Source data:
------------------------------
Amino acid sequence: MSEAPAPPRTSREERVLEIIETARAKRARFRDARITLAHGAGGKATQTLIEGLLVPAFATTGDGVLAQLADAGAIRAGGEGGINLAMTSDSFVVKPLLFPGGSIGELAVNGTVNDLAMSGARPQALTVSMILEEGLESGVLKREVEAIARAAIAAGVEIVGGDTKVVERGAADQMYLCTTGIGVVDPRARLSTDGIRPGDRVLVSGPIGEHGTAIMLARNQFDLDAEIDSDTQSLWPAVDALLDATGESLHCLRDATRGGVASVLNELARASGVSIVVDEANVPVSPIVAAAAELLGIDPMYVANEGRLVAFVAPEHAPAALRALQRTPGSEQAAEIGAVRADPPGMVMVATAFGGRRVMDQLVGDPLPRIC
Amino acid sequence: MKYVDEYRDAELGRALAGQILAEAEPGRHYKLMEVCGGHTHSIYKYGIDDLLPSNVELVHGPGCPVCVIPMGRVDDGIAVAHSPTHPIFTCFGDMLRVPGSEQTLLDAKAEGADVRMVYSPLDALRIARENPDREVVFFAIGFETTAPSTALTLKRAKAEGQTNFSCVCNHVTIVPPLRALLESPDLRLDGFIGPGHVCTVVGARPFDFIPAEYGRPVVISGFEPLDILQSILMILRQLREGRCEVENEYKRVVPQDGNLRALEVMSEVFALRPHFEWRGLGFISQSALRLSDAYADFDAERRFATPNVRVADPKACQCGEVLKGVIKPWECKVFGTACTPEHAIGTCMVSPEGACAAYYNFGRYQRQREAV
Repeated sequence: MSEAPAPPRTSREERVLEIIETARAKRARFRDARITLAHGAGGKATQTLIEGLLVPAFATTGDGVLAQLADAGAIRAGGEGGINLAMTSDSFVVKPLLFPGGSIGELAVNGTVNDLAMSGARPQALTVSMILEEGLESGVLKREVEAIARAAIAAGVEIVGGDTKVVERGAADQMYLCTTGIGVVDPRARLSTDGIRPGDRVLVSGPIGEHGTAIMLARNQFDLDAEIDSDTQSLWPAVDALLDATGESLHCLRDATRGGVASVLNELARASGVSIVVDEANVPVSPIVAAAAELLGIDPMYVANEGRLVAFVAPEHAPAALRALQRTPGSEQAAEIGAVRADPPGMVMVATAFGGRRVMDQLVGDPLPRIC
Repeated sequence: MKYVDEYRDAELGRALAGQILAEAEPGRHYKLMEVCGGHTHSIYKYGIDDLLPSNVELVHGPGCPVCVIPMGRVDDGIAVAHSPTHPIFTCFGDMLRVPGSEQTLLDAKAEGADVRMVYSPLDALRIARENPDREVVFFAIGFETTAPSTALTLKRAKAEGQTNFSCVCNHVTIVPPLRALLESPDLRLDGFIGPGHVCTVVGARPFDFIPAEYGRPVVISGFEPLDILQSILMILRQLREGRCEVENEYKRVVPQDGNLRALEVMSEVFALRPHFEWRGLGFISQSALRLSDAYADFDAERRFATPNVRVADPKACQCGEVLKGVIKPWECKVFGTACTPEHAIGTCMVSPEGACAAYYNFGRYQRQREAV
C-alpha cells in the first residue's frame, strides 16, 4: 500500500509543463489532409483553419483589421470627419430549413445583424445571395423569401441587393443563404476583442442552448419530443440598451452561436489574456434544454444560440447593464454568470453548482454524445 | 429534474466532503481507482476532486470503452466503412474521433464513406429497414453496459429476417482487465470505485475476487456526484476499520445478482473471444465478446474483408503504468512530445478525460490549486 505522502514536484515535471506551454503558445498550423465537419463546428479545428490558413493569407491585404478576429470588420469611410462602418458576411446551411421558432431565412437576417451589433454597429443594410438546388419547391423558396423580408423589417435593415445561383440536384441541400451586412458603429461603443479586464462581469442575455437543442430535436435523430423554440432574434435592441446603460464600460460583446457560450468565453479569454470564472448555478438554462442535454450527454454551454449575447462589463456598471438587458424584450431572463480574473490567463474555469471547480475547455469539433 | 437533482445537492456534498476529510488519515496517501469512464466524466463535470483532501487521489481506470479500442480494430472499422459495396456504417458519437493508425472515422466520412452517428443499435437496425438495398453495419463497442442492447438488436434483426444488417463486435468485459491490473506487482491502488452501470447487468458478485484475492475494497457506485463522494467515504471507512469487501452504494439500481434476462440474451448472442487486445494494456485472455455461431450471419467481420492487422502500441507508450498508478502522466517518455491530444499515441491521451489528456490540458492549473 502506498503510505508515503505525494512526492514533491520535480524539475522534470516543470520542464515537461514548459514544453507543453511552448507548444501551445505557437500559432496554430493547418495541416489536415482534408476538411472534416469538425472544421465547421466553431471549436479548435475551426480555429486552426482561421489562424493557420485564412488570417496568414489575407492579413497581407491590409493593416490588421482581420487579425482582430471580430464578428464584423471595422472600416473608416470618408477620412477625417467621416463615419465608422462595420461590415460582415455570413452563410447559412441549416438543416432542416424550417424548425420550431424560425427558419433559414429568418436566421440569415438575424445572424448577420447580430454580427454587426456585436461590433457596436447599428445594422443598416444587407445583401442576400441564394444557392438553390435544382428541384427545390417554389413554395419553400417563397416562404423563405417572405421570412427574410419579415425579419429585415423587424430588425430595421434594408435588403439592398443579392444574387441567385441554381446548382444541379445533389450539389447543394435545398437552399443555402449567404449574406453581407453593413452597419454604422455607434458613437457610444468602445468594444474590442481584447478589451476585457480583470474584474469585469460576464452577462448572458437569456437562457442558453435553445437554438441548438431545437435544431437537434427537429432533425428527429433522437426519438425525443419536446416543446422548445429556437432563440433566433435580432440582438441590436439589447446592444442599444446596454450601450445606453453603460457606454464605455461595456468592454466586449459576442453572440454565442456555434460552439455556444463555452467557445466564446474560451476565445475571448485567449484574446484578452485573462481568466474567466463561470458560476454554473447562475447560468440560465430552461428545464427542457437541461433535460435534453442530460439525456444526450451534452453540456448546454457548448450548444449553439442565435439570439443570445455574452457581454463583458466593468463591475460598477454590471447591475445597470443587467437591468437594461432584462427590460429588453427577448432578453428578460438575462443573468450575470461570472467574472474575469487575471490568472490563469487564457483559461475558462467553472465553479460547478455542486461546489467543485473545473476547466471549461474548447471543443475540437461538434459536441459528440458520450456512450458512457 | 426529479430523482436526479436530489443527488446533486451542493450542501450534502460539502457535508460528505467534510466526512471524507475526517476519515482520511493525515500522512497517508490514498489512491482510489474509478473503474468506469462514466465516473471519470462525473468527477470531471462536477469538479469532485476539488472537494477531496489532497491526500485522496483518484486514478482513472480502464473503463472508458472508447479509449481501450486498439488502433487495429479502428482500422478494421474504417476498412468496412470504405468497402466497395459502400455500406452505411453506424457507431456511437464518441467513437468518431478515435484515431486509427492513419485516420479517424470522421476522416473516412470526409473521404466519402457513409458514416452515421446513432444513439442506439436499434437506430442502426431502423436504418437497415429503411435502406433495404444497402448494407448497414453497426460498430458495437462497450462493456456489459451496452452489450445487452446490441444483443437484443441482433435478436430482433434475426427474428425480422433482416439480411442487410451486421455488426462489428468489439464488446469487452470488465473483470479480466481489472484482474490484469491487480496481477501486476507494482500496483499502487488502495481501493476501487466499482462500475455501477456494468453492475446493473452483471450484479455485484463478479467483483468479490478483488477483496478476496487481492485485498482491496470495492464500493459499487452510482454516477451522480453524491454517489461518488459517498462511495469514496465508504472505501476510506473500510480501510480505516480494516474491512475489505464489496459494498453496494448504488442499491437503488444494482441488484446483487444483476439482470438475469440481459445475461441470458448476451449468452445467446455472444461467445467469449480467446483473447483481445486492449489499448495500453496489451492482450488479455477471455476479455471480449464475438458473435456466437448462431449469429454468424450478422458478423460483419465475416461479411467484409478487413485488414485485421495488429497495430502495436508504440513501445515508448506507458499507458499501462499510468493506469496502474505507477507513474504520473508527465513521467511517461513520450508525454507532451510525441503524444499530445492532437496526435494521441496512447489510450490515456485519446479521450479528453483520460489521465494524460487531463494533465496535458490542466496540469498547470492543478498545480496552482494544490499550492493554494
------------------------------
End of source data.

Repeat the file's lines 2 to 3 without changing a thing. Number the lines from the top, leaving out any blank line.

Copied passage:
Amino acid sequence: MKYVDEYRDAELGRALAGQILAEAEPGRHYKLMEVCGGHTHSIYKYGIDDLLPSNVELVHGPGCPVCVIPMGRVDDGIAVAHSPTHPIFTCFGDMLRVPGSEQTLLDAKAEGADVRMVYSPLDALRIARENPDREVVFFAIGFETTAPSTALTLKRAKAEGQTNFSCVCNHVTIVPPLRALLESPDLRLDGFIGPGHVCTVVGARPFDFIPAEYGRPVVISGFEPLDILQSILMILRQLREGRCEVENEYKRVVPQDGNLRALEVMSEVFALRPHFEWRGLGFISQSALRLSDAYADFDAERRFATPNVRVADPKACQCGEVLKGVIKPWECKVFGTACTPEHAIGTCMVSPEGACAAYYNFGRYQRQREAV
Repeated sequence: MSEAPAPPRTSREERVLEIIETARAKRARFRDARITLAHGAGGKATQTLIEGLLVPAFATTGDGVLAQLADAGAIRAGGEGGINLAMTSDSFVVKPLLFPGGSIGELAVNGTVNDLAMSGARPQALTVSMILEEGLESGVLKREVEAIARAAIAAGVEIVGGDTKVVERGAADQMYLCTTGIGVVDPRARLSTDGIRPGDRVLVSGPIGEHGTAIMLARNQFDLDAEIDSDTQSLWPAVDALLDATGESLHCLRDATRGGVASVLNELARASGVSIVVDEANVPVSPIVAAAAELLGIDPMYVANEGRLVAFVAPEHAPAALRALQRTPGSEQAAEIGAVRADPPGMVMVATAFGGRRVMDQLVGDPLPRIC